Right. Investing in China can be a risky thing to global investors, that's the way they perceive it. How do you think about that relative to the other risks they're already carrying in their portfolios?

Ray Dalio:
I think that every place is risky. We're talking about relative risk, okay? 

I think Europe is very risky. When monetary policy is almost out of gas, and we have political fragmentation, and they're not participating in the technology revolution, and I can go on and on as to why I think Europe is very risky.

I think the United States is very risky in its own ways, having to do with the combination of the wealth gap, the political system, the conflict between socialism and capitalism that'll be part of our election, the fragmented decision making, so many different things, and the absence of the effectiveness of monetary policy.

I think emerging markets, in their own ways, have their own distinct risks, and I think that China has its own particular, distinct risks, which are all different. When I look at it, I think that it's less, or no more, risky in the totality than other markets, and I think what is most risky is not to have a good diversification of those markets.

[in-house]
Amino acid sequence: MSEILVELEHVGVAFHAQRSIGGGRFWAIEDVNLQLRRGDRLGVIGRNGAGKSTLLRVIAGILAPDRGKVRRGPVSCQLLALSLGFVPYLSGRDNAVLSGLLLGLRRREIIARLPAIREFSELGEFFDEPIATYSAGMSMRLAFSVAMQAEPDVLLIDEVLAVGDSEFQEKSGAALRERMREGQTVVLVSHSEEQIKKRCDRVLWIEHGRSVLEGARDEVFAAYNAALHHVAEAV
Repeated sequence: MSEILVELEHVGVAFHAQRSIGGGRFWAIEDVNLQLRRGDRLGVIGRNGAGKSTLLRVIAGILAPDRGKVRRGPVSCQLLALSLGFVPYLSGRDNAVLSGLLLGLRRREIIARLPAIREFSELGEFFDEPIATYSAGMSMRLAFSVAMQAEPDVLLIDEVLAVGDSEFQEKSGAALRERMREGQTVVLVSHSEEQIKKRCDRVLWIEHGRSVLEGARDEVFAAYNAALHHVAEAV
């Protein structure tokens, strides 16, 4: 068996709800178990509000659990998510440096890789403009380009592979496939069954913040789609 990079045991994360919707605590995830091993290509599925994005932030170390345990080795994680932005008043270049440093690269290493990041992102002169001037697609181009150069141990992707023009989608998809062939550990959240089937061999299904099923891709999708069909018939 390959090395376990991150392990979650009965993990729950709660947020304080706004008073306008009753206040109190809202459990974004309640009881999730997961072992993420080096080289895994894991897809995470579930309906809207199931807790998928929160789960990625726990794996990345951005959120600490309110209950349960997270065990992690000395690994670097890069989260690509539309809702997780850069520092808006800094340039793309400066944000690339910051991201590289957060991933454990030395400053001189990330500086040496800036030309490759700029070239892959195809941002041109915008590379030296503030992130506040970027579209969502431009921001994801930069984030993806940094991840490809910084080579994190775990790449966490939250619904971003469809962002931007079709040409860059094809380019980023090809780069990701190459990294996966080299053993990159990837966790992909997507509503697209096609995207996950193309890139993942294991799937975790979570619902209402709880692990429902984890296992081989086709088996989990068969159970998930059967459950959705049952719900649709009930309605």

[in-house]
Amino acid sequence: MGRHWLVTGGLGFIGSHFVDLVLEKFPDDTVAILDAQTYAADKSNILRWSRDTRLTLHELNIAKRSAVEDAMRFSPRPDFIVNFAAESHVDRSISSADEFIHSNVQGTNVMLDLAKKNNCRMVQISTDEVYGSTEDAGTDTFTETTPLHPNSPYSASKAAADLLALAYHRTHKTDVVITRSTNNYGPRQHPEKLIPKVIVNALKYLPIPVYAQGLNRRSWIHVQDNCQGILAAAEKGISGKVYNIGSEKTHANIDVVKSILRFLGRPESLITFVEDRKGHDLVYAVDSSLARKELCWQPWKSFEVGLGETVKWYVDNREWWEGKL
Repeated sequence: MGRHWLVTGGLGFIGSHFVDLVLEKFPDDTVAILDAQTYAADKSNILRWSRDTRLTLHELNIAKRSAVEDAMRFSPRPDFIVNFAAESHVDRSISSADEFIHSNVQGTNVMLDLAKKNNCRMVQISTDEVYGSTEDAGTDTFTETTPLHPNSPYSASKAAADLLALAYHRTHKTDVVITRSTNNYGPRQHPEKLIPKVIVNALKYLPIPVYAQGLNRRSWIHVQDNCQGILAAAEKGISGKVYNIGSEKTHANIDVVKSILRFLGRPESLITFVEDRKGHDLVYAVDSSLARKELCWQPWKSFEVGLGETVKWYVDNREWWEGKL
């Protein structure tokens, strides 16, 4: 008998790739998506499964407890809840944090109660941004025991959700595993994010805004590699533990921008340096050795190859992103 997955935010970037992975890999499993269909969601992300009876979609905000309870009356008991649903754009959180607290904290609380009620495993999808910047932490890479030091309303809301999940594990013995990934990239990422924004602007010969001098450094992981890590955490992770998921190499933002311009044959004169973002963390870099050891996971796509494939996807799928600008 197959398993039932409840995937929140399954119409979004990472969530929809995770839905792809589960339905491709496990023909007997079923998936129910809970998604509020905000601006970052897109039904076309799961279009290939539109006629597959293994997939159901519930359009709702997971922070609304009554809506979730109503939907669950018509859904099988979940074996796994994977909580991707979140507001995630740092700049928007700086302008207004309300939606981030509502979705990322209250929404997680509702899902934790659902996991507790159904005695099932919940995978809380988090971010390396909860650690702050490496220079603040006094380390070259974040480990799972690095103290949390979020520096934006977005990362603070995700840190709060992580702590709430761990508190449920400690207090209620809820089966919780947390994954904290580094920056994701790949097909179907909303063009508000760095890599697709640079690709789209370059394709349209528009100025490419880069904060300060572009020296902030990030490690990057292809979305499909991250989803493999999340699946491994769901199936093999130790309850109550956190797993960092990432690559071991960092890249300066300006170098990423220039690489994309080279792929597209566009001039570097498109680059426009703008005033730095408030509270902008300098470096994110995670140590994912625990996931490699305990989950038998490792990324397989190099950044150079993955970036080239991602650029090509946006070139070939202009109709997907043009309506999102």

In addition, the Chinese have more ability to deal with monetary and fiscal policy relative to the United States. I'm not saying everything's a plus, there're pluses and minuses. But as you know, one of my big concerns, and I've got a number of big concerns about the United States and some of the issues that are facing the western economies, and among those are the inability of central banks to be as effective when interest rates get to zero and quantitative policies, quantitative, monetary easing is not as effective.